How Telecom Companies Can Address Customer Needs And Stay Competitive

CEO of Telekom Srbija Group, a provider of fixed-line, mobile, television and internet communication services to over 11 million subscribers

The world of telecommunications has always been a dynamic industry, but the pace of technological change now seems to be faster than ever, and the shifts are tectonic in magnitude. The internet of things, 5G and cybersecurity all top the list of the major shifts in telecommunications. These technological advances have helped force changes to business operating models and a redesign of the workforce. Combined with an ever-globalizing economy, standing still is not an option.

As someone who has been a leader in telecommunications in Serbia for two decades, I wanted to share some of what I’ve learned while leading my company in seizing the opportunities presented by technological and social transformation.

Twenty-five years ago, when I landed my first job out of university as a telephone engineer, my boss told me it was all about one thing: keeping the customer happy. The telephone infrastructure had to work as close to 100% of the time as possible, and consumers had to be able to stay connected, primarily with fixed phone lines. Back then the internet was still in its infancy and mobile phones were just taking off. 

Despite technological advances, my guiding principle hasn’t changed: be customer-centric. But even as a consumer-focused industry, we can’t only react to what the customers want. In order to be truly customer-centric, we have to anticipate what’s coming and understand the direction technology and society is taking. In March 2020, when the world was hit by Covid-19, suddenly everything had to happen online: school, university, business meetings and doctor’s appointments. There was little warning, but we had to deliver because our customers were demanding it.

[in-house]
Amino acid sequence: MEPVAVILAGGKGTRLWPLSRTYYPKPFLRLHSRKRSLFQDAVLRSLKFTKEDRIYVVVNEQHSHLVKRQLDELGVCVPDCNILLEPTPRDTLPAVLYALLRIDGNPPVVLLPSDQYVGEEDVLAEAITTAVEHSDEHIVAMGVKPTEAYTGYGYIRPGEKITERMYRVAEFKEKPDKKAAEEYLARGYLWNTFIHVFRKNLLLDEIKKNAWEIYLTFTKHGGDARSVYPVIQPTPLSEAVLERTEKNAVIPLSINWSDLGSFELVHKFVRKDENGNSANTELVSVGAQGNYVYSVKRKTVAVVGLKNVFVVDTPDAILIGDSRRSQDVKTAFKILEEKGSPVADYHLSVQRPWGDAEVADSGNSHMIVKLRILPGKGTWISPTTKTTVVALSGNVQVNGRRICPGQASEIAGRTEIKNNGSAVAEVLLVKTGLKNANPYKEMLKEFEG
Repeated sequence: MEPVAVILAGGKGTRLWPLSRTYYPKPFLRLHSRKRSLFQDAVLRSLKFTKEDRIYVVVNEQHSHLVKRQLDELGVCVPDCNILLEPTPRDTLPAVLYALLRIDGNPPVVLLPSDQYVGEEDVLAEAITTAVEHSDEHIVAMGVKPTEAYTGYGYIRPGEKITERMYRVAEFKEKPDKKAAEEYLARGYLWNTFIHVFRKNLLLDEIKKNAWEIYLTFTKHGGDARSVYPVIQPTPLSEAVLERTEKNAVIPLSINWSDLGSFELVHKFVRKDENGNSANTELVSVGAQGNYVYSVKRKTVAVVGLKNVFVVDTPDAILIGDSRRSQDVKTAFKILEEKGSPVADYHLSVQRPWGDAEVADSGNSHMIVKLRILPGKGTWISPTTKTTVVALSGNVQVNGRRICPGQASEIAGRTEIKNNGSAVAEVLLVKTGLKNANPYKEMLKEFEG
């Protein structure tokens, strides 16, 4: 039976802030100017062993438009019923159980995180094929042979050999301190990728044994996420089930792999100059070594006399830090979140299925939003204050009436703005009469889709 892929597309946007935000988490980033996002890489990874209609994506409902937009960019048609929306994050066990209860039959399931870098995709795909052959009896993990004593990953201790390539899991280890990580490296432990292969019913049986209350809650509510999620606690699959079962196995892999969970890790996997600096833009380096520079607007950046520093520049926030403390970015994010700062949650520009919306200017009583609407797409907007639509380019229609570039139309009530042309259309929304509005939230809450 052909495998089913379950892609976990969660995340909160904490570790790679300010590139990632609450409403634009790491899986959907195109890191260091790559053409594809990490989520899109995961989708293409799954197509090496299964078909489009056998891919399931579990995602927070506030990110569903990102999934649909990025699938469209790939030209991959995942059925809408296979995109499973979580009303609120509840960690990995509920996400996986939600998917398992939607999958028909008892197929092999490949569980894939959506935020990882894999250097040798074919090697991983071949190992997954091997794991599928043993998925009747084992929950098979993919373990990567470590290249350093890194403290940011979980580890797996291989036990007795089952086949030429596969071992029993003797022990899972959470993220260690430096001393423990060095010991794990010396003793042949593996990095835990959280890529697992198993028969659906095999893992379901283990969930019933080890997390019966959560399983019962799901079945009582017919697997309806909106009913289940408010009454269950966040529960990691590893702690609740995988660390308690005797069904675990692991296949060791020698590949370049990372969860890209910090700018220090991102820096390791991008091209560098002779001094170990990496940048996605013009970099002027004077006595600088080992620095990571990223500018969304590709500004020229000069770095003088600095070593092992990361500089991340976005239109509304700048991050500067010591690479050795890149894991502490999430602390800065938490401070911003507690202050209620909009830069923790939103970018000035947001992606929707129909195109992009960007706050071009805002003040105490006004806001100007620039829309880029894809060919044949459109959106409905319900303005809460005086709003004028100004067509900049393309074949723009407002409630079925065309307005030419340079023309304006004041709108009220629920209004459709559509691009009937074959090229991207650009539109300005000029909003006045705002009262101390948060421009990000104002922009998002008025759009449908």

Since the pandemic, customers of all types have migrated quickly to the digital workplace and in a nanosecond, high-quality network connectivity became a prerequisite for business continuity. This led to an unexpected surge in fixed and mobile network traffic. In addition to fulfilling increased network requirements and ensuring resilient connectivity, telecom providers had to update their offerings overnight.

My company’s strategy in the crisis was to leverage digital technologies and introduce products we previously did not offer, such as cloud and virtual network solutions. When offering new services, you have to make sure they are reliable, flexible and secure. But services like this are just the start for the industry and for users to continue to push for better packages, connectivity and features.

To be a competitive provider, you need to carefully develop strategies that combine expansion appetites with a customer-focused attitude. Aim to find the right balance between expanding your markets in your region and making sure to accommodate the needs of your existing subscribers. Work on customized packages, strengthen your products and services and look out for places to improve. 

As an example of this, following an assessment of the market in North Macedonia, my company decided to first launch satellite television, followed by mobile packages and fixed lines. We felt this was the best sequence to break into the new market. One of the best and most guaranteed avenues of expansion is bringing connectivity to remote, rural and underserviced areas. Our company discovered interested customers who speak our languages but live outside the region. We offered them satellite television as a way to stay connected with their culture as well as mobile subscriptions to stay connected with their loved ones. Our presence in markets outside the region has enabled us to reach a new category of customers and has laid the foundation for building our brand internationally.

As I said at the outset: standing still is not an option. But the way we respond to the incredible transformation we find ourselves in will chart our path well into the future. The challenges we face may be unprecedented, but we are an industry built on going where no one has gone before. As Albert Einstein said, “The world as we have created it is a process of our thinking. It cannot be changed without changing our thinking.”

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